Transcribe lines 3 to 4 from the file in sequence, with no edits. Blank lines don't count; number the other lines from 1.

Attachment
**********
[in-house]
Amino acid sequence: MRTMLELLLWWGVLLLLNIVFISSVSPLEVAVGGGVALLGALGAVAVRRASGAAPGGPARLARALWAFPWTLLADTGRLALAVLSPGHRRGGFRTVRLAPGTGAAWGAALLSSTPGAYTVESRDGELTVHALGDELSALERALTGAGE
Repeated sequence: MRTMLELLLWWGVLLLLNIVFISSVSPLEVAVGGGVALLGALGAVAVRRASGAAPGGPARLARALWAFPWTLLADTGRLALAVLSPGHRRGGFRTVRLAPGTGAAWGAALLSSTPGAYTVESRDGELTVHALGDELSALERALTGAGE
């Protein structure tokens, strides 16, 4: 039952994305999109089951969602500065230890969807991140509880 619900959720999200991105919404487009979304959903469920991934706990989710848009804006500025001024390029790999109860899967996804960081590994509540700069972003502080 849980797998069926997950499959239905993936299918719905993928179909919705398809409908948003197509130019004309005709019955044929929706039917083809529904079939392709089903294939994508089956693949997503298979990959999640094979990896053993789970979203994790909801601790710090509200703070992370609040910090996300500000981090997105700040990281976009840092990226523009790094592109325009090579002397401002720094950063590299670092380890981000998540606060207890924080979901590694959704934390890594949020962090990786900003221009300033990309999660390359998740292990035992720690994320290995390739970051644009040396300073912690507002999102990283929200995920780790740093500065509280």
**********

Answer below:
Repeated sequence: MRTMLELLLWWGVLLLLNIVFISSVSPLEVAVGGGVALLGALGAVAVRRASGAAPGGPARLARALWAFPWTLLADTGRLALAVLSPGHRRGGFRTVRLAPGTGAAWGAALLSSTPGAYTVESRDGELTVHALGDELSALERALTGAGE
């Protein structure tokens, strides 16, 4: 039952994305999109089951969602500065230890969807991140509880 619900959720999200991105919404487009979304959903469920991934706990989710848009804006500025001024390029790999109860899967996804960081590994509540700069972003502080 849980797998069926997950499959239905993936299918719905993928179909919705398809409908948003197509130019004309005709019955044929929706039917083809529904079939392709089903294939994508089956693949997503298979990959999640094979990896053993789970979203994790909801601790710090509200703070992370609040910090996300500000981090997105700040990281976009840092990226523009790094592109325009090579002397401002720094950063590299670092380890981000998540606060207890924080979901590694959704934390890594949020962090990786900003221009300033990309999660390359998740292990035992720690994320290995390739970051644009040396300073912690507002999102990283929200995920780790740093500065509280």